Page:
There was a time when other browsers scored over Firefox just for their looks and customisation potential. However, the latest version of Firefox is highly customisable. In fact you can rearrange the entire interface as per your needs. The browser now ships with a new view for customisation that lets you rearrange the various components of the browser window.
Another strength of the browser is the plethora of add-ons freely available on a dedicated website of their own. There’s also the Firefox Sync service, which helps users synchronise passwords, history, bookmarks and open tabs by storing encrypted copies on Mozilla servers.
Firefox is also a wonderful platform for web developers and includes tools such as the Error Console and the DOM Inspector as well as extensions such as Firebug. Furthermore, Mozilla has recently announced a new release dubbed Firefox Developer Edition built especially for web developers.
Firefox is available for all major operating systems and
also works on Android smartphones.
All that glitters ain’t gold
The Chromium project impressed users right from its initial release in 2008. The open source project lends code to Google’s proprietary Chrome browser, which only adds some Google trademarked and proprietary code on top of Chromium.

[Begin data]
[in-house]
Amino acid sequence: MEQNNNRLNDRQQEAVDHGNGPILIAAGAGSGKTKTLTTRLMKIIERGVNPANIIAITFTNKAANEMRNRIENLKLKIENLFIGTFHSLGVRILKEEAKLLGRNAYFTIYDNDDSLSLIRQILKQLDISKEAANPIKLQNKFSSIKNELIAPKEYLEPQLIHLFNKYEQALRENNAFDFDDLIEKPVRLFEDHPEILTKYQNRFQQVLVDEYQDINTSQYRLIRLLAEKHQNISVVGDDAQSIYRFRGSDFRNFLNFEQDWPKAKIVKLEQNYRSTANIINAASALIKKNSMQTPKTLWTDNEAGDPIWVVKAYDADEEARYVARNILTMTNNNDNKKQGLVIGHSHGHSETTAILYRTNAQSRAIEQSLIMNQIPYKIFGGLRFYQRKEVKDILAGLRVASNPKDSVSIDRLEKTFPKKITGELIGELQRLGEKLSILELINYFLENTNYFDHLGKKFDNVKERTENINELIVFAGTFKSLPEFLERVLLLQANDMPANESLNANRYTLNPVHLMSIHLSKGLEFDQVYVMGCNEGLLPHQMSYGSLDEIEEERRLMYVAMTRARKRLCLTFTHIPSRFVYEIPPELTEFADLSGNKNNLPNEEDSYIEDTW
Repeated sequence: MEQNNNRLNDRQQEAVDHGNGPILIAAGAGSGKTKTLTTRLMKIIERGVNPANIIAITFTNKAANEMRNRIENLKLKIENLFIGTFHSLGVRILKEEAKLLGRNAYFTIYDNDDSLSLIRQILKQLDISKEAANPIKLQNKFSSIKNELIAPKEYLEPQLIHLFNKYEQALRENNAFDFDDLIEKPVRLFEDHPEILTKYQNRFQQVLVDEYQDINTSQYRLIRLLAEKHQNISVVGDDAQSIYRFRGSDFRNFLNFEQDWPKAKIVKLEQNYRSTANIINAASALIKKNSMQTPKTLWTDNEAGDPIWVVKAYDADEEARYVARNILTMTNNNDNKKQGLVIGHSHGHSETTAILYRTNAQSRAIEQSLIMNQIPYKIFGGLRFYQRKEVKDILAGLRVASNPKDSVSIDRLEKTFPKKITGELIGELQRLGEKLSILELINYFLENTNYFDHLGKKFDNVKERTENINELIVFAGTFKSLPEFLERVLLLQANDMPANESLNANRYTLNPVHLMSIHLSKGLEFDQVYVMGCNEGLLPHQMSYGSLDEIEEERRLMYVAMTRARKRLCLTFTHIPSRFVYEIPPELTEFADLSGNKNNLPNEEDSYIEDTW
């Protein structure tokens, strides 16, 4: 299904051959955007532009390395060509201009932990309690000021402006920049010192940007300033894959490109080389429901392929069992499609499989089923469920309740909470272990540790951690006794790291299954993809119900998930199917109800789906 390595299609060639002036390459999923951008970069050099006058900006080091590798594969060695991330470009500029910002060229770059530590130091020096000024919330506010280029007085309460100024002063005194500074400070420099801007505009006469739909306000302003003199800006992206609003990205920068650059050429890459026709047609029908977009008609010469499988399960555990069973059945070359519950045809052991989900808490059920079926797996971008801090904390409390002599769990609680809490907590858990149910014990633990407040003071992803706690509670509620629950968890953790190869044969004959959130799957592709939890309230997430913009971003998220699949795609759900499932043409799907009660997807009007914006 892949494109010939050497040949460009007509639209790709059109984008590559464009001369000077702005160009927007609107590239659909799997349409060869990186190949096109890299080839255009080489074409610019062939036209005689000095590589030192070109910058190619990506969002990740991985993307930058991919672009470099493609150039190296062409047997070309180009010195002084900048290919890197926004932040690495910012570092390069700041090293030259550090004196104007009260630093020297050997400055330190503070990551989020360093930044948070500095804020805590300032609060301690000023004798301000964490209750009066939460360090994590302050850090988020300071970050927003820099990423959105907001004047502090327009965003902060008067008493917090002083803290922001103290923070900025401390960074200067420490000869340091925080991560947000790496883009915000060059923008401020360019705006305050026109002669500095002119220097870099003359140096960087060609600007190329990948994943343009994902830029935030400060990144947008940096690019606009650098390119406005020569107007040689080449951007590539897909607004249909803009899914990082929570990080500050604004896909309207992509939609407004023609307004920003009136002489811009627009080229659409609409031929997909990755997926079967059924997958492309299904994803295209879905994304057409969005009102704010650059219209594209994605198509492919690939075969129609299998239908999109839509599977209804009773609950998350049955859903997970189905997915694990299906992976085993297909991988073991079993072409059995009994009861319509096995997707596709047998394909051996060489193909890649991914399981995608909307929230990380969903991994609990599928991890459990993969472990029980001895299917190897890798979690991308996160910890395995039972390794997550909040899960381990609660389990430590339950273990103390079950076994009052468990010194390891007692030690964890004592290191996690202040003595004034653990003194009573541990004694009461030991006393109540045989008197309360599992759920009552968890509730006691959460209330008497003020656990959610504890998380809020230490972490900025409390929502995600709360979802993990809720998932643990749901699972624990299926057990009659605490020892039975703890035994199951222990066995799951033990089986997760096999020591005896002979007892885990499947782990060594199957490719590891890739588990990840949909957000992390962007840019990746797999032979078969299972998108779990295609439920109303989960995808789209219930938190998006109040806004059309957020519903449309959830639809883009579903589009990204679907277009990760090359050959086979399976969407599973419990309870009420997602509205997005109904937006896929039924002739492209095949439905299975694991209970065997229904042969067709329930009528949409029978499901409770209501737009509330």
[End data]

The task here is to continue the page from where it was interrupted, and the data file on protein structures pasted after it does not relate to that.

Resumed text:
Chromium impressed users with its minimalist user interface. The browser won accolades and users for being faster than Firefox and for making judicious use of computer resources despite matching the latter for features. Chromium can do all the usual things you can do with Firefox and also includes a PDF reader. Like Firefox, it’s hot on new and upcoming open protocols, and supports Vorbis, Theora and WebM codecs among others.
Chromium’s snapshots are built automatically several times a day and made available as binary releases. These are then taken by distro packagers and included in the respective software repositories. While the browser is available for multiple platforms, there is no mobile client, although you can compile one yourself. You can extend Chromium by fetching extensions from Chrome’s web store, which is as diverse as Firefox’s. Chromium also sports a sync feature similar to Firefox.